Automatic payments delayed (TX - computer problem) : LUSENET : TimeBomb 2000 (Y2000) : One Thread

Automatic payments delayed By Tabitha Chancellor Staff Writer

Residents who pay for utilities with an automatic draft taken from their checking accounts haven't had the payments taken out since October, when the city switched its utility billing computer software.

Although the draft payments haven't been taken out, the city has been sending bills to those customers so they know the city is still billing them and can keep track of the amounts, said Jerri Rainey, utilities services manager.

She said the due date for the first round of draft customers is Tuesday and will be for the full amount owed, unless the customer has previously made a payment. The bills were sent out at the first of January.

The city sends bills to people on 21 different cycles, based on when their utility services started.

Letters are being sent out now with current bills, Ms. Rainey said, that lets customers know what's scheduled to be drafted from their accounts.

"It would be for the full balance," she said, "but we're letting customers know that if this creates hardship to contact us so we won't draw out the full balance at that time."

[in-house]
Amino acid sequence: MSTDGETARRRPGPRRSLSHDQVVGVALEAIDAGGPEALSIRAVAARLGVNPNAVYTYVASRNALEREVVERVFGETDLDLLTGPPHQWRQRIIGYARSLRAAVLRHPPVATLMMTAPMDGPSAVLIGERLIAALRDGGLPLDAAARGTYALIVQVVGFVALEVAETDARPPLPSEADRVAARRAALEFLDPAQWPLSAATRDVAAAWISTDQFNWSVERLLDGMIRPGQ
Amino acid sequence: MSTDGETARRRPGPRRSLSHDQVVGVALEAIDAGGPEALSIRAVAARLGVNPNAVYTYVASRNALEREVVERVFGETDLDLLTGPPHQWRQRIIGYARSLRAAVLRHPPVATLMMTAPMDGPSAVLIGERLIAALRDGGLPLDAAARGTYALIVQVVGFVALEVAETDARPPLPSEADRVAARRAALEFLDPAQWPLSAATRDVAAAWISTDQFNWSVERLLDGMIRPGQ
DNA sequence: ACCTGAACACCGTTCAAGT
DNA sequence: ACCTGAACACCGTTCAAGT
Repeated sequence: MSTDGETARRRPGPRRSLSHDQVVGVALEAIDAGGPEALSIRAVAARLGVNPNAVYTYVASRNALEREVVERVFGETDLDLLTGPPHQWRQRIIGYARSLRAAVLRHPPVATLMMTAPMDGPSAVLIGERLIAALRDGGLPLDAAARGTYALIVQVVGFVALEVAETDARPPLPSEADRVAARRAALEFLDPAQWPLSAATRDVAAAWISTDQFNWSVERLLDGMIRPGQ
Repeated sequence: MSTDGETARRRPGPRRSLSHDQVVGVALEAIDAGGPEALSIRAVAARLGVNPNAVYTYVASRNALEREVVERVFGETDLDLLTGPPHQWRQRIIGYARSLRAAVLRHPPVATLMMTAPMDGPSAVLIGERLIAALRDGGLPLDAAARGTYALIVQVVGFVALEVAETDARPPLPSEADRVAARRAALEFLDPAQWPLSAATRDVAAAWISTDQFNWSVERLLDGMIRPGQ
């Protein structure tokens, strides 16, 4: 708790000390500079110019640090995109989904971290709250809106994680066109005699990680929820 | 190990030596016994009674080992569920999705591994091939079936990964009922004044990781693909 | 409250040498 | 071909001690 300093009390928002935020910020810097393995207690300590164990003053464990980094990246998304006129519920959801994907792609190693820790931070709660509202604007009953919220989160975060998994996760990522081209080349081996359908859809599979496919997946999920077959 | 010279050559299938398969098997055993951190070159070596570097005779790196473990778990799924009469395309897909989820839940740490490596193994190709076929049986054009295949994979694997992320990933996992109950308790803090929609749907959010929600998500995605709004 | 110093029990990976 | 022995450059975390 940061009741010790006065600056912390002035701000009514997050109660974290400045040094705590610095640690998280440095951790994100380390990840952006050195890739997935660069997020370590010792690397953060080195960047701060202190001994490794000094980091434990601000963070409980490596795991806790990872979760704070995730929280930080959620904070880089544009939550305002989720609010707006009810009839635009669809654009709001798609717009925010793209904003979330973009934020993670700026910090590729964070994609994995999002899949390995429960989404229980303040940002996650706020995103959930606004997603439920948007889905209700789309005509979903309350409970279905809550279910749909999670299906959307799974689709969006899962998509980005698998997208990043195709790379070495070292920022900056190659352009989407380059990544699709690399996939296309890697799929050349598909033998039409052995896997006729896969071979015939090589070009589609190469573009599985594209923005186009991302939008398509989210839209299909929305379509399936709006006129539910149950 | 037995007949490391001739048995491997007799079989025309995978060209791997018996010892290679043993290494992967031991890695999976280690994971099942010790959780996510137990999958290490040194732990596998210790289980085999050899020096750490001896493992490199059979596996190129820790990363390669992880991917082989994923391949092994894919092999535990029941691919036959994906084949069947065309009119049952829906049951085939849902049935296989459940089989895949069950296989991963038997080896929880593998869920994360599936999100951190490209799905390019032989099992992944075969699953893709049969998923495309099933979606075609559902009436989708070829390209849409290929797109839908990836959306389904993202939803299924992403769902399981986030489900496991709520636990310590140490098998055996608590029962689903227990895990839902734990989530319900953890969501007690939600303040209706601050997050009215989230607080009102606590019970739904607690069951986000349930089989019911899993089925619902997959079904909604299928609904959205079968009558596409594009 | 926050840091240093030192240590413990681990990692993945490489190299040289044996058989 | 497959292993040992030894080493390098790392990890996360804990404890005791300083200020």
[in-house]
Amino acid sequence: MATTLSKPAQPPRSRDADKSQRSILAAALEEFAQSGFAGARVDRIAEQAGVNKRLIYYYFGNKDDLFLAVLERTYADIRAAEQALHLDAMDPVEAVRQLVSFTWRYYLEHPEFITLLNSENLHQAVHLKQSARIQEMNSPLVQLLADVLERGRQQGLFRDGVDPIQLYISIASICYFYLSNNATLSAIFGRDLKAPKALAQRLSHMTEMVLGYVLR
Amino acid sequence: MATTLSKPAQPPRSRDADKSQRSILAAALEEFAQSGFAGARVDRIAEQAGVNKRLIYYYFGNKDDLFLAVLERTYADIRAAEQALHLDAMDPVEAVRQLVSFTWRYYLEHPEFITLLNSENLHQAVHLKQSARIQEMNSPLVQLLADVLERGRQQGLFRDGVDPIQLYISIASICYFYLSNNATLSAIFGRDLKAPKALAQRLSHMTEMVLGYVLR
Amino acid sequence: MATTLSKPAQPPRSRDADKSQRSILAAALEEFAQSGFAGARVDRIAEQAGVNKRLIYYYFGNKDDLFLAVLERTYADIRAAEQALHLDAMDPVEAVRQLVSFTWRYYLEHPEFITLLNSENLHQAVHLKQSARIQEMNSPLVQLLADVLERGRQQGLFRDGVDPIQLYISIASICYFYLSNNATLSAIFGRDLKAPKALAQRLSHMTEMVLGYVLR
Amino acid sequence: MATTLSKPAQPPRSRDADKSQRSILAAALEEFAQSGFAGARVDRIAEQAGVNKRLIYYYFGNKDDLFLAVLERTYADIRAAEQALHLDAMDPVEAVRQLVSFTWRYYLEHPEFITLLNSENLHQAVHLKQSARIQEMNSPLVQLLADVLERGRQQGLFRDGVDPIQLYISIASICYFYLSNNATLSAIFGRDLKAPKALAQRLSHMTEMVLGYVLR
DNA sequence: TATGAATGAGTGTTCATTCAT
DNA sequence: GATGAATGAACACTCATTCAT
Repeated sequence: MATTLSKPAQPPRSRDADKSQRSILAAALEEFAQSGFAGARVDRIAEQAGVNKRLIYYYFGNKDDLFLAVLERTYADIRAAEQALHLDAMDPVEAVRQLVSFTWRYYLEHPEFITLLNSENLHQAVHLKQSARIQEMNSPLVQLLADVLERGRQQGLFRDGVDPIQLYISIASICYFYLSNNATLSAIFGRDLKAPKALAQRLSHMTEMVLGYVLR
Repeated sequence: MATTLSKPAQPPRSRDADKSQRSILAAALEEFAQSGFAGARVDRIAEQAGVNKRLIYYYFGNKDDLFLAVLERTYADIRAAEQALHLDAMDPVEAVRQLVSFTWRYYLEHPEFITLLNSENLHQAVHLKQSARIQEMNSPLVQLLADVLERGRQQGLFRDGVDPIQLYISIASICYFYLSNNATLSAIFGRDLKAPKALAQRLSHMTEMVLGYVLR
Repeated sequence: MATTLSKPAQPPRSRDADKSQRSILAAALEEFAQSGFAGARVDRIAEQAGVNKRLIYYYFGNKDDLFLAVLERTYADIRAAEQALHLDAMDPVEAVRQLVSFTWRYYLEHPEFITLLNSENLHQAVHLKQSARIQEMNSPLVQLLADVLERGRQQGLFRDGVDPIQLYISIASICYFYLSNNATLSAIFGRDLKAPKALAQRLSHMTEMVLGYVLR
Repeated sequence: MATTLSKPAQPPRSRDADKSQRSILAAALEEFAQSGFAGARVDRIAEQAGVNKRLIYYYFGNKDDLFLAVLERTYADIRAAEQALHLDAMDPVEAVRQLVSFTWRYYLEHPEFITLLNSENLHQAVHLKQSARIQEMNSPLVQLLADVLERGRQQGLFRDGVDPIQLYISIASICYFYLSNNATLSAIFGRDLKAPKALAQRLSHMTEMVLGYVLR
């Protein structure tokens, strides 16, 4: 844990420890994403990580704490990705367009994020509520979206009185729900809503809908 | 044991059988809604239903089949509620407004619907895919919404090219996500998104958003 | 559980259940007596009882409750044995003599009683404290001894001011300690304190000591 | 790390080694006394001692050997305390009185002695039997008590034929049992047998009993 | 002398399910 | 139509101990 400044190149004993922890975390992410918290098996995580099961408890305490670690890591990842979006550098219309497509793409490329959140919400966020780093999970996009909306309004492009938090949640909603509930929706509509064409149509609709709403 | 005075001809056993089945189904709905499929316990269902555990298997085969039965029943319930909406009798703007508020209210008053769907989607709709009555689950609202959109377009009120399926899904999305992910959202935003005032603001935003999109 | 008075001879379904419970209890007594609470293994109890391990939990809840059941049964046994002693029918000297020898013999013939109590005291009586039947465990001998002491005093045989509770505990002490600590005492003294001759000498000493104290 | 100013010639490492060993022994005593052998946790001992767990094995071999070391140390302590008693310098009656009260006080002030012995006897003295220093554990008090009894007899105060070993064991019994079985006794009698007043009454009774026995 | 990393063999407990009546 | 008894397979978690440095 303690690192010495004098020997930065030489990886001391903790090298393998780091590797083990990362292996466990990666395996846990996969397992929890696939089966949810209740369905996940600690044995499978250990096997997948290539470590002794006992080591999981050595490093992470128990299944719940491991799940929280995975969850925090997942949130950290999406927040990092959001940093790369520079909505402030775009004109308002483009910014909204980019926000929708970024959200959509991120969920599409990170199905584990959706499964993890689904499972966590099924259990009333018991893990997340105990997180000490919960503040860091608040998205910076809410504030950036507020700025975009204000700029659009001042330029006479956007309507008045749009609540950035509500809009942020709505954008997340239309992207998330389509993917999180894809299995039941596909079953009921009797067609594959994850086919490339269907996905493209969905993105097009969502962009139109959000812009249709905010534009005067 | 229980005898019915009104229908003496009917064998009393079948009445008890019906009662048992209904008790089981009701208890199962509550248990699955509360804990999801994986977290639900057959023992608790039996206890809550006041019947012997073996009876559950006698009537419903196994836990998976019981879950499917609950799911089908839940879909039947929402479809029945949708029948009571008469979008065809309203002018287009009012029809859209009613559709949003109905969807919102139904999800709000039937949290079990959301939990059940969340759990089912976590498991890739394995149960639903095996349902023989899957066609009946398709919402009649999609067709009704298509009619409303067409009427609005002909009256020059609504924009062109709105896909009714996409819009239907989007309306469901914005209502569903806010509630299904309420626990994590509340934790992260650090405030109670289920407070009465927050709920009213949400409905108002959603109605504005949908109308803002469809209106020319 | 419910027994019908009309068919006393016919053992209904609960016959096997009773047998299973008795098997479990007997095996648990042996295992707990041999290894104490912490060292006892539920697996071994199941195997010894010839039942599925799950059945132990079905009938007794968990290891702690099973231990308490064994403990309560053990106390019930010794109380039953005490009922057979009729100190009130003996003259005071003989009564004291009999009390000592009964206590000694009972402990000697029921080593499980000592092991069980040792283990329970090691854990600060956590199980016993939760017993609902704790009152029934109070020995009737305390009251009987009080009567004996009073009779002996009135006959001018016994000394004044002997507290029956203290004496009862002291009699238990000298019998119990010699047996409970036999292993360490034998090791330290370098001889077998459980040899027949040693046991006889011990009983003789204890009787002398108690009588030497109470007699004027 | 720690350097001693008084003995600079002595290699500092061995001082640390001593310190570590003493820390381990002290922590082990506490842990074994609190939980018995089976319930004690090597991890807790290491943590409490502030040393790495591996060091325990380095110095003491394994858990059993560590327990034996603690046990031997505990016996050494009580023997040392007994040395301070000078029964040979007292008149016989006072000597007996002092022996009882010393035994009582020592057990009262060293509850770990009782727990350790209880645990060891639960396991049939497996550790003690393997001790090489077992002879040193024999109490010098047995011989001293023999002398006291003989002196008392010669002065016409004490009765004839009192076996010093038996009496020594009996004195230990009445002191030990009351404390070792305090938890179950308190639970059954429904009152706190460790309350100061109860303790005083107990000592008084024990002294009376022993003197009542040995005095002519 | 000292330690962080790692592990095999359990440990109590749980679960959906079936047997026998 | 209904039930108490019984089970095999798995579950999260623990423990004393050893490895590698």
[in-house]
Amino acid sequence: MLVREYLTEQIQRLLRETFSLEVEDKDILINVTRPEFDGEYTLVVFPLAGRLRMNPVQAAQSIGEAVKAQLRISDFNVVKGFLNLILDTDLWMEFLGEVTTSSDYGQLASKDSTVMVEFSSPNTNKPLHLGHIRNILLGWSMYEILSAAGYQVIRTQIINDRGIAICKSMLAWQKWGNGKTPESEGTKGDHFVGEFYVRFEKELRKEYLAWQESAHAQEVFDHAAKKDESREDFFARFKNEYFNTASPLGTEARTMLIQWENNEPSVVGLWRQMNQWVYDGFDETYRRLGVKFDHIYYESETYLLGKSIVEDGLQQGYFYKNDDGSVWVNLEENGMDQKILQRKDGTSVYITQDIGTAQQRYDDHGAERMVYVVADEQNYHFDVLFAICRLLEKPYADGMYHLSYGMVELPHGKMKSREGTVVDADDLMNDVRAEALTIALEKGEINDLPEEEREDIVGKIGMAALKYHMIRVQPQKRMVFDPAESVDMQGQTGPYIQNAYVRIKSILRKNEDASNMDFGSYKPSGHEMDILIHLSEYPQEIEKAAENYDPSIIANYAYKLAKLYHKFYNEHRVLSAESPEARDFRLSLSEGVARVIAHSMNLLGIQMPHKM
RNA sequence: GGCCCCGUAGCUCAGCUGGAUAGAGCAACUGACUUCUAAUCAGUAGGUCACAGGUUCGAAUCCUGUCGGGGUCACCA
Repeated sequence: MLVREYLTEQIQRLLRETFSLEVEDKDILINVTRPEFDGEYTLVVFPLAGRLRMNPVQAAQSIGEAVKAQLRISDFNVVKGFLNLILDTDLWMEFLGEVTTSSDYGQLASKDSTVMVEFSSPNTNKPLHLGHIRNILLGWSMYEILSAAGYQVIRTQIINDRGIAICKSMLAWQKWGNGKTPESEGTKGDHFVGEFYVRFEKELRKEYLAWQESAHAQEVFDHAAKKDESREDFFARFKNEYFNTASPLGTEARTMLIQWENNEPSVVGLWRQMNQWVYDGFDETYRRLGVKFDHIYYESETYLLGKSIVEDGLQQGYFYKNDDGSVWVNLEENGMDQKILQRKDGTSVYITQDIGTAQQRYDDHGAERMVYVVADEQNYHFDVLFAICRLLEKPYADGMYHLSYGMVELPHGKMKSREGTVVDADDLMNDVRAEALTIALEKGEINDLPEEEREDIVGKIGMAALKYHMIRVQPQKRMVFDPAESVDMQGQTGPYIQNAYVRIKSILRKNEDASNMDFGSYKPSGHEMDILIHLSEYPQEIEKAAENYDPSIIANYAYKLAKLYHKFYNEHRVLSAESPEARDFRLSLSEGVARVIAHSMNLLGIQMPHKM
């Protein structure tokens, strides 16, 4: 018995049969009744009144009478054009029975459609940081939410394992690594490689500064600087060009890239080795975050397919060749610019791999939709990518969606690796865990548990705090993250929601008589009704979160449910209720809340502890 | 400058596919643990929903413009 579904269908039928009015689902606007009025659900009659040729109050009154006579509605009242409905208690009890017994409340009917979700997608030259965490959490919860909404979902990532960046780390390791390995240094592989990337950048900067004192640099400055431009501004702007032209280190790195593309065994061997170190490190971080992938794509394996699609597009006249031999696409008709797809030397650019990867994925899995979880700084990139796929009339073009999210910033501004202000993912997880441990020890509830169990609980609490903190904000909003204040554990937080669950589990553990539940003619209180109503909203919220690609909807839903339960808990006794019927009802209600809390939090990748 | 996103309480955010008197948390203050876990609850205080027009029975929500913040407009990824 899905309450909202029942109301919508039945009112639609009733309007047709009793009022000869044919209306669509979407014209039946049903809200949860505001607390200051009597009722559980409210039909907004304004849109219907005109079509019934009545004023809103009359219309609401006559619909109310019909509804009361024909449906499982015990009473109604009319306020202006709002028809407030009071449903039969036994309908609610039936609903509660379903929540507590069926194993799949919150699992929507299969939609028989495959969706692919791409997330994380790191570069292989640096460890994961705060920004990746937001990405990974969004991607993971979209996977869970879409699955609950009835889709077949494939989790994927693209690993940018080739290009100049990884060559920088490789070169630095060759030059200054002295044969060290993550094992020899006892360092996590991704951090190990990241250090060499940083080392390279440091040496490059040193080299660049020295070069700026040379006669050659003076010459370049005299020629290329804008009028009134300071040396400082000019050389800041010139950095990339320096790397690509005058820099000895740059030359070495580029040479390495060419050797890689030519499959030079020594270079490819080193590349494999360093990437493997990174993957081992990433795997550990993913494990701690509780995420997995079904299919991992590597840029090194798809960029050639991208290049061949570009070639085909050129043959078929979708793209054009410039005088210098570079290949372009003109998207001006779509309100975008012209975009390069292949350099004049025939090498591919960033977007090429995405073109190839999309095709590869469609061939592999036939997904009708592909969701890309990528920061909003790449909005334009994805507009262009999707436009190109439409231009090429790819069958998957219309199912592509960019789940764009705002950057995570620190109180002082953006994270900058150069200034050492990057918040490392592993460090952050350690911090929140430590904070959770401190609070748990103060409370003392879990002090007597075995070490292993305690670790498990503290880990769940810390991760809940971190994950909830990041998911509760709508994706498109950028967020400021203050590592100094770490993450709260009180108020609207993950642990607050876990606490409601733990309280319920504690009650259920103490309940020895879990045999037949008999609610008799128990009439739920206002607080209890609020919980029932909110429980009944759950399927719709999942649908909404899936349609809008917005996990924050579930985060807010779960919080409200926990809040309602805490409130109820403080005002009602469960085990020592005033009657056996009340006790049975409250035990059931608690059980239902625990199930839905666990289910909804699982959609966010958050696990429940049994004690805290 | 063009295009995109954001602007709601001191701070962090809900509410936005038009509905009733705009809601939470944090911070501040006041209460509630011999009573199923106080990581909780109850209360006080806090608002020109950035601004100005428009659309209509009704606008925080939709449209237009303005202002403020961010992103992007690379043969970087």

She said the bills that have been sent show a previous balance is owed, but the city isn't letting it affect anyone's credit rating. The amount shown as past due is what's accumulated since the October conversion.

"We don't want that to reflect on customers," Ms. Rainey said. "We want them to know we continue to bill, but not to be alarmed with the previous balance showing on the bill."

The billing changes are a result of the city converting all its utility customers from the Integrated Customer Information Systems billing software to the Harris Computer System.

The new system is year-2000 compliant and will enable the city to bill people different ways, which may come in handy under a deregulated electric market. The city converted its computer systems records on Oct. 3.

"Since our conversion, we have not drafted. We did have some final programming to do in that area," Ms. Rainey said.

When the city sent bills in mid-November, the draft program wasn't finished, so the city didn't take payments, although they sent bills.

"We did not anticipate it taking this long to get working," Ms. Rainey said.

There was a six-week delay before billing started, she said, because there were some clean-up issues associated with the conversion. Customers, including those who pay by draft, began receiving bills in mid-November.

The city altered its billing cycles for customers to make up for the lost billing days, and people will get bills every 25 to 28 days instead of every 28 to 32 days. Customers won't be asked to pay more at once, but they'll be paying for services that were used farther back in time than usual.

"Some we did anticipate and some we did not," Ms. Rainey said. "We're on our way to getting on track. We anticipate being back on track by the first of April."

-- Homer Beanfang (, January 14, 2000

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